This is the formula that we use with all of the telescopes we carry, so that our published specs will be consistent from aperture to aperture, from manufacturer to manufacturer. Some telescope makers may use other unspecified methods to determine the limiting magnitude, so their published figures may differ from ours.

Keep in mind that this formula does not take into account light loss within the scope, seeing conditions, the observer’s age (visual performance decreases as we get older), the telescope’s age (the reflectivity of telescope mirrors decreases as they get older), etc. The limiting magnitudes specified by manufacturers for their telescopes assume very dark skies, trained observers, and excellent atmospheric transparency – and are therefore rarely obtainable under average observing conditions. The photographic limiting magnitude is always greater than the visual (typically by two magnitudes).

This is the diameter of the light-gathering main mirror or objective lens of a telescope. In general, the larger the aperture, the better the resolution and the fainter the objects you can see.
The weight of this product.
27.5 lbs.
Heaviest Single Component:
The weight of the heaviest component in this package.
27.5 lbs.
Based on Astronomy magazine’s telescope "report cards", scopes of this size and type generally perform as follows . . .
Terrestrial Observation:
Observing terrestrial objects (nature studies, birding, etc.) is usually possible only with refractor and catadioptric telescopes, and convenient only when the scope is on an altazimuth mount or photo tripod. Most reflectors cannot be used for terrestrial observing. Scopes with apertures under 5" to 6" are generally most useful for terrestrial observing due to atmospheric conditions (heat waves and mirage, dust, haze, etc.) that degrade the image quality in larger scopes.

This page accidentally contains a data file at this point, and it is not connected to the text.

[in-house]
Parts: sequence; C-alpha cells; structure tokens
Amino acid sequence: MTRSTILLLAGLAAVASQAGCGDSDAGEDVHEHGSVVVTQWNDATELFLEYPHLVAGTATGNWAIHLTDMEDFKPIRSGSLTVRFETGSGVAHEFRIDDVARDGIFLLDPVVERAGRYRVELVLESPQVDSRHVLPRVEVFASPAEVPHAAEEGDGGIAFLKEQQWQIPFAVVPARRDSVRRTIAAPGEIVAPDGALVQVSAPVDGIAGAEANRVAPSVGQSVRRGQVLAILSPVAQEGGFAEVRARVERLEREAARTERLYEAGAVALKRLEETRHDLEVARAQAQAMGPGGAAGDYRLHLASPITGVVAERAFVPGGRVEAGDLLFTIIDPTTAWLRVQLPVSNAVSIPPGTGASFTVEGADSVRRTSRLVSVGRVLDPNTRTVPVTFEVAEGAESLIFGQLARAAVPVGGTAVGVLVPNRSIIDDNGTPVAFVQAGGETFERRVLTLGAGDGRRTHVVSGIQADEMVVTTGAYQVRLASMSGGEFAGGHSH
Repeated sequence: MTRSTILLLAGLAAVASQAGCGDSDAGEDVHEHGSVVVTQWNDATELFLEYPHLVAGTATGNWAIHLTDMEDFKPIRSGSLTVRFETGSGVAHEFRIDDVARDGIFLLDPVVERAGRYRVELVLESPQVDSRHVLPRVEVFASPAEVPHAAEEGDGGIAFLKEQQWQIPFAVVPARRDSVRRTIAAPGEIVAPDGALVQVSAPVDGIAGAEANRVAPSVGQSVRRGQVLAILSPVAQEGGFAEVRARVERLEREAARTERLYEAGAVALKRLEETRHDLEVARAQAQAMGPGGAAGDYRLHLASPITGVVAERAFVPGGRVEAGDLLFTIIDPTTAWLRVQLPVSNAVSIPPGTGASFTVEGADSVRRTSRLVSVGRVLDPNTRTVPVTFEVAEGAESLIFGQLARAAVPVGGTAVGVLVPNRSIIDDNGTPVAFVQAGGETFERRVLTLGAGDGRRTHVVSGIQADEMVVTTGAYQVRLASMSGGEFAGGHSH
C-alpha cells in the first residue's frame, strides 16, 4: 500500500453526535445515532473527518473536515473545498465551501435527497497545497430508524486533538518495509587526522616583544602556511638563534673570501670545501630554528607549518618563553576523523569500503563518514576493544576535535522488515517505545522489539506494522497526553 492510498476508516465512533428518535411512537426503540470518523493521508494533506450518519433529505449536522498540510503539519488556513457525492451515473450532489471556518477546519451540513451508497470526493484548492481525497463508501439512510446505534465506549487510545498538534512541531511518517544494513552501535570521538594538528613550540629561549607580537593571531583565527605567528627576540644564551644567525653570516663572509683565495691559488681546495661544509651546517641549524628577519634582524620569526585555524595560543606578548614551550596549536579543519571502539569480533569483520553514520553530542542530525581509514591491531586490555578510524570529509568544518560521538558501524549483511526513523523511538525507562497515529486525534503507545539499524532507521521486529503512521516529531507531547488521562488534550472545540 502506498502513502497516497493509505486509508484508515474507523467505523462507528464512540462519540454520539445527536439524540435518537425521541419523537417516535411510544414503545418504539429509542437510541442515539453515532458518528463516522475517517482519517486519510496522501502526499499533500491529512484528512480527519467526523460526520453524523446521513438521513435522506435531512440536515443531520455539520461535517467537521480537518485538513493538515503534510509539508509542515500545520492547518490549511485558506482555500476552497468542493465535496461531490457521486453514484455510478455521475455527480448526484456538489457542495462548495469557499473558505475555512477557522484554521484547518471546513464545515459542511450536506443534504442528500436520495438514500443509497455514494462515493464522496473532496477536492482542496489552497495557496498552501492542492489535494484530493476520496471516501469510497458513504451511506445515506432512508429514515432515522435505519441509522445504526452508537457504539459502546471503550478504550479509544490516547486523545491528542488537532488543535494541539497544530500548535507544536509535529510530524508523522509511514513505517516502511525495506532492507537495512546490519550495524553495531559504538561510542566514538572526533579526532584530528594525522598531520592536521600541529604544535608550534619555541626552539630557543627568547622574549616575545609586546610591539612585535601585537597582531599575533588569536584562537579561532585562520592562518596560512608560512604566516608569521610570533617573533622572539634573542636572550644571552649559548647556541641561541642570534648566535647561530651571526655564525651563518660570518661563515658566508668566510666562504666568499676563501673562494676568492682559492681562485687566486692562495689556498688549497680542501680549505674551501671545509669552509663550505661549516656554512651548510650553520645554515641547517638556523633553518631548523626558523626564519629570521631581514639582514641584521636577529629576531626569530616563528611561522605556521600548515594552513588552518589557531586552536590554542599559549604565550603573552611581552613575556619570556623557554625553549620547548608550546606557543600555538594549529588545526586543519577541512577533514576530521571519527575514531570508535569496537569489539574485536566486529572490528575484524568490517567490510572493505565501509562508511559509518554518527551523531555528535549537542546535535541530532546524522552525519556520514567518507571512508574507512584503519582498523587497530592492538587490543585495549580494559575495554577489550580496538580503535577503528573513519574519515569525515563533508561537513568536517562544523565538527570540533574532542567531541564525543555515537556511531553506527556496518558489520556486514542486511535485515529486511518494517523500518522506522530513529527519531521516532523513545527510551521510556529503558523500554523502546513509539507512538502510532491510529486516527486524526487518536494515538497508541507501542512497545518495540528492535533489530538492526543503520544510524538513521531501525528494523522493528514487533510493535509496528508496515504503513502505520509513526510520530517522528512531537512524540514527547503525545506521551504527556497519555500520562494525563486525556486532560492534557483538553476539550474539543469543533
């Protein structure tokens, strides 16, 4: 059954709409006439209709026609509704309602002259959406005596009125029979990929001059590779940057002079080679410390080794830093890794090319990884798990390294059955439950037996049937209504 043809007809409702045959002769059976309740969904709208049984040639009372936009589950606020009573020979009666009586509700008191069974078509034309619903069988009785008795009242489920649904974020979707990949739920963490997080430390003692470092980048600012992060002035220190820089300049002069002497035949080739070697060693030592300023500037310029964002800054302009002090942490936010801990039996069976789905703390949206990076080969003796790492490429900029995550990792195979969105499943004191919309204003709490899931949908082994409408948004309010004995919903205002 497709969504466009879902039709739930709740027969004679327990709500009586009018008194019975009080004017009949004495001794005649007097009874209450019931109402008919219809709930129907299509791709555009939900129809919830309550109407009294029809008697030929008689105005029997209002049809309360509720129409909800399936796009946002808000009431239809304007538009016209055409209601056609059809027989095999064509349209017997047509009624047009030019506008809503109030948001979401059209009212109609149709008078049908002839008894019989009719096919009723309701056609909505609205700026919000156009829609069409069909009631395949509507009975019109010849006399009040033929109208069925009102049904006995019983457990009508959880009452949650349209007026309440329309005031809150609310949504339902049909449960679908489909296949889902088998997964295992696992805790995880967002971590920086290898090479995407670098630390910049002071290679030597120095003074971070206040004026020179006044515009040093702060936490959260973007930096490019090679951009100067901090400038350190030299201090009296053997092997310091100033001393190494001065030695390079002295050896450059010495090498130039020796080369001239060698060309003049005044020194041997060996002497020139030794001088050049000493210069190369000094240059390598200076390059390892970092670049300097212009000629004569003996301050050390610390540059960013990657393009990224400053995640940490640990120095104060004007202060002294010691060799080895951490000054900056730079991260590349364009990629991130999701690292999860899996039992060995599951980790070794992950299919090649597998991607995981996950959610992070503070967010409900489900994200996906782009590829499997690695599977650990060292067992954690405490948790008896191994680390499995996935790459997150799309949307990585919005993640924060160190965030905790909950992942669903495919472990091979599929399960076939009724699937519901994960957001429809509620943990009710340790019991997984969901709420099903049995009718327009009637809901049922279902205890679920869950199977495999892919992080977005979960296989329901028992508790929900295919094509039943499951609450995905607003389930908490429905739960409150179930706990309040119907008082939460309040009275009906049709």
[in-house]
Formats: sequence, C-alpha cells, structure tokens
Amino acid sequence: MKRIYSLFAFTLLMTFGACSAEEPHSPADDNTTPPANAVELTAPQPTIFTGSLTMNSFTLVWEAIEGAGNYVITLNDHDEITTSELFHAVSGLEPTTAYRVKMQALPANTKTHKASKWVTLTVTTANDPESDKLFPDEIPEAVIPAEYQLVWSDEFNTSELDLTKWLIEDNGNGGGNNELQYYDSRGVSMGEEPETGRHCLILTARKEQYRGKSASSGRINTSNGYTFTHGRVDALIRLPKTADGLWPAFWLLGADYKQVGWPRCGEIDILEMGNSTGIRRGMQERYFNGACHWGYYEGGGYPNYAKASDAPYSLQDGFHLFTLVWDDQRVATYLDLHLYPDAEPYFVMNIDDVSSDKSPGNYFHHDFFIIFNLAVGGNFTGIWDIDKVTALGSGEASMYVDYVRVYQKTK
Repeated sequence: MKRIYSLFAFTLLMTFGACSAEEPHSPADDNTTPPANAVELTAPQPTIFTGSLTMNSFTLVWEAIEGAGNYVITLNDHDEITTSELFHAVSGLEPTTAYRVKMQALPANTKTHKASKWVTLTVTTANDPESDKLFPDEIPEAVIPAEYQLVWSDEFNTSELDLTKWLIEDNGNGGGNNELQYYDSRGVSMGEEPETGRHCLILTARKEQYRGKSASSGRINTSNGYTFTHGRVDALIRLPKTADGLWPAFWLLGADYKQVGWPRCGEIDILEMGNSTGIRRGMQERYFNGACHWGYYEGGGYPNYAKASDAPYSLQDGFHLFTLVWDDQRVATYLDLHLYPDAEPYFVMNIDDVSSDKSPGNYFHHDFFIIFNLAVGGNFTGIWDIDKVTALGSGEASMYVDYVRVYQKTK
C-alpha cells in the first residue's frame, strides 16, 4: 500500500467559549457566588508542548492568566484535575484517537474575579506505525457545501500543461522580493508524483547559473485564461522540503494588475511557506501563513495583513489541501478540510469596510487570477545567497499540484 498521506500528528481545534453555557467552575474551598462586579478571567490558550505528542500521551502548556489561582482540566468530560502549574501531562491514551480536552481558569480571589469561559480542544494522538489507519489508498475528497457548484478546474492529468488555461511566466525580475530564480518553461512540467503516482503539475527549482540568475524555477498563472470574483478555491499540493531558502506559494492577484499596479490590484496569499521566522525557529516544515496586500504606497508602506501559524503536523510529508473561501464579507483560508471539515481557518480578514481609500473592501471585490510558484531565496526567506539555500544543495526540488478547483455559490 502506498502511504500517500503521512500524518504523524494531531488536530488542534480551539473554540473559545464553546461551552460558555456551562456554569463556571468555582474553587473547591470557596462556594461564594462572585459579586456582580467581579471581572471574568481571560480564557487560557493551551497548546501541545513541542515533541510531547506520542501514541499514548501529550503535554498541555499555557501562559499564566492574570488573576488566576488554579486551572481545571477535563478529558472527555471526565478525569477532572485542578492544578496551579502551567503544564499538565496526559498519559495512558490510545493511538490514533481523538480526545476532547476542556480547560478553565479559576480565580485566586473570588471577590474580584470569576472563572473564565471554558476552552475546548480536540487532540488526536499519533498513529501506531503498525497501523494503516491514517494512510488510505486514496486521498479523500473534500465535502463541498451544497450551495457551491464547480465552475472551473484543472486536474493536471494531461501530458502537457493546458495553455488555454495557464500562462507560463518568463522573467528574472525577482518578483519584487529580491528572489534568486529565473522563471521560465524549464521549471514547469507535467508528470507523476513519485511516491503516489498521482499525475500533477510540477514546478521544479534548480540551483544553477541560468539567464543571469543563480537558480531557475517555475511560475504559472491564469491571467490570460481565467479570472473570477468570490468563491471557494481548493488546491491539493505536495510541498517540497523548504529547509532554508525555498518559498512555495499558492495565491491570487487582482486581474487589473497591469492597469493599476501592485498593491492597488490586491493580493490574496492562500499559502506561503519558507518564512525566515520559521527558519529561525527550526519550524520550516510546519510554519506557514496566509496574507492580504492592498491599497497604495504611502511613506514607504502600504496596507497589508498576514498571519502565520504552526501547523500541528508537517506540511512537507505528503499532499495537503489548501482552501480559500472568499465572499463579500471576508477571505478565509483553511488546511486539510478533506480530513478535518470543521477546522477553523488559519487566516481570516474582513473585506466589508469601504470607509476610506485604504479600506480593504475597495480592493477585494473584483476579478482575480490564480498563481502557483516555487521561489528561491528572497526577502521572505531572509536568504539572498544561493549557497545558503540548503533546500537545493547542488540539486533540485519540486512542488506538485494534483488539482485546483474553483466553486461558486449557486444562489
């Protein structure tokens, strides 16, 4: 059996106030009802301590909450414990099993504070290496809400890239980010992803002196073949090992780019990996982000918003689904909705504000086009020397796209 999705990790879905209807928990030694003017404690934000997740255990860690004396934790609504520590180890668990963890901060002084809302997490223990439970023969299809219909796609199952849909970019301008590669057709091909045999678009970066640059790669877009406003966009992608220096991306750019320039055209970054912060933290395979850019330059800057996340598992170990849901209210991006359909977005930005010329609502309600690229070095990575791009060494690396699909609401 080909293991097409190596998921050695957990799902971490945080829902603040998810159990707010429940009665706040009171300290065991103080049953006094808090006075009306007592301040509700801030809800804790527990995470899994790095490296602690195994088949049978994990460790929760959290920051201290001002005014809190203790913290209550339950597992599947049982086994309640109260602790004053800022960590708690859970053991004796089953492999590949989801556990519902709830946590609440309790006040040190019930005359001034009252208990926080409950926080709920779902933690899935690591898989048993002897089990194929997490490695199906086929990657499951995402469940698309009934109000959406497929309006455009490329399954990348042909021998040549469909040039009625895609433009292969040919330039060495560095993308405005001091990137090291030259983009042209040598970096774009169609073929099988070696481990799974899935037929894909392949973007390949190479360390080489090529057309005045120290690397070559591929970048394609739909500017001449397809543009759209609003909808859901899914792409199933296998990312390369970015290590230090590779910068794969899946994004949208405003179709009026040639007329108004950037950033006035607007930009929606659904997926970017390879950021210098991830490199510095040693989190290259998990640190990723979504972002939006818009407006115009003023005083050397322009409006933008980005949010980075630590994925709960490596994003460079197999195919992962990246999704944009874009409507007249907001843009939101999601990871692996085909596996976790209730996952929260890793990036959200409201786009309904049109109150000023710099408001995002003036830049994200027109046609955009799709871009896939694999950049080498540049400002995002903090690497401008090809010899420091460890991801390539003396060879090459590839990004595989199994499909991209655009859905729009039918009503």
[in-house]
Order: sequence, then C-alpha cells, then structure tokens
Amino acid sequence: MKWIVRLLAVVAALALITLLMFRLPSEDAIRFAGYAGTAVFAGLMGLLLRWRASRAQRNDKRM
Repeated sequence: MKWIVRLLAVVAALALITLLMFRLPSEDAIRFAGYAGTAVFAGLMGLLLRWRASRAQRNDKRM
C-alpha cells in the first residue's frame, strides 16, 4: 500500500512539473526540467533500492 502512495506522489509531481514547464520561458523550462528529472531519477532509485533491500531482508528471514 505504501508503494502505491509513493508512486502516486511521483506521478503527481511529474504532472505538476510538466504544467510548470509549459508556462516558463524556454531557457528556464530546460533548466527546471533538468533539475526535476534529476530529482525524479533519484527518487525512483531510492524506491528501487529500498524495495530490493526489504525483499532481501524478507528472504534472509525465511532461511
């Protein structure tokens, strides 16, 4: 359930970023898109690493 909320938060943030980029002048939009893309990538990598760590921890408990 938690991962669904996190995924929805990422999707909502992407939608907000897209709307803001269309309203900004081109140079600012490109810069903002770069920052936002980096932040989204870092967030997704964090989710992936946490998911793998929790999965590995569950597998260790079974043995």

Lunar Observation:
Visual observation of the Moon is possible with any telescope. Larger aperture scopes will provide more detail than smaller scopes, thereby getting a higher score in this category, but may require an eyepiece filter to cut down the greater glare from the Moon's sunlit surface so small details can be seen more easily. Lunar observing is more rewarding when the Moon is waxing or waning as the changing sun angle casts constantly varying shadows to reveal craters and surface features by the hundreds.  
Very Good
Planetary Observation:
Very Good
Binary and Star Cluster Observation:
Very Good
Galaxy and Nebula Observation:
Very Good
Terrestrial Photography:
Photographing terrestrial objects (wildlife, scenery, etc.) is usually possible only with refractor and catadioptric telescopes, and convenient only when the scope is on an altazimuth mount or photo tripod. Most reflectors cannot be used for terrestrial photography. Scopes with focal ratios of f/10 and faster and apertures under 5" to 6" are generally the most useful for terrestrial photography due to atmospheric conditions (heat waves and mirage, dust, haze, etc.) that degrade the image quality in larger scopes.
Lunar Photography: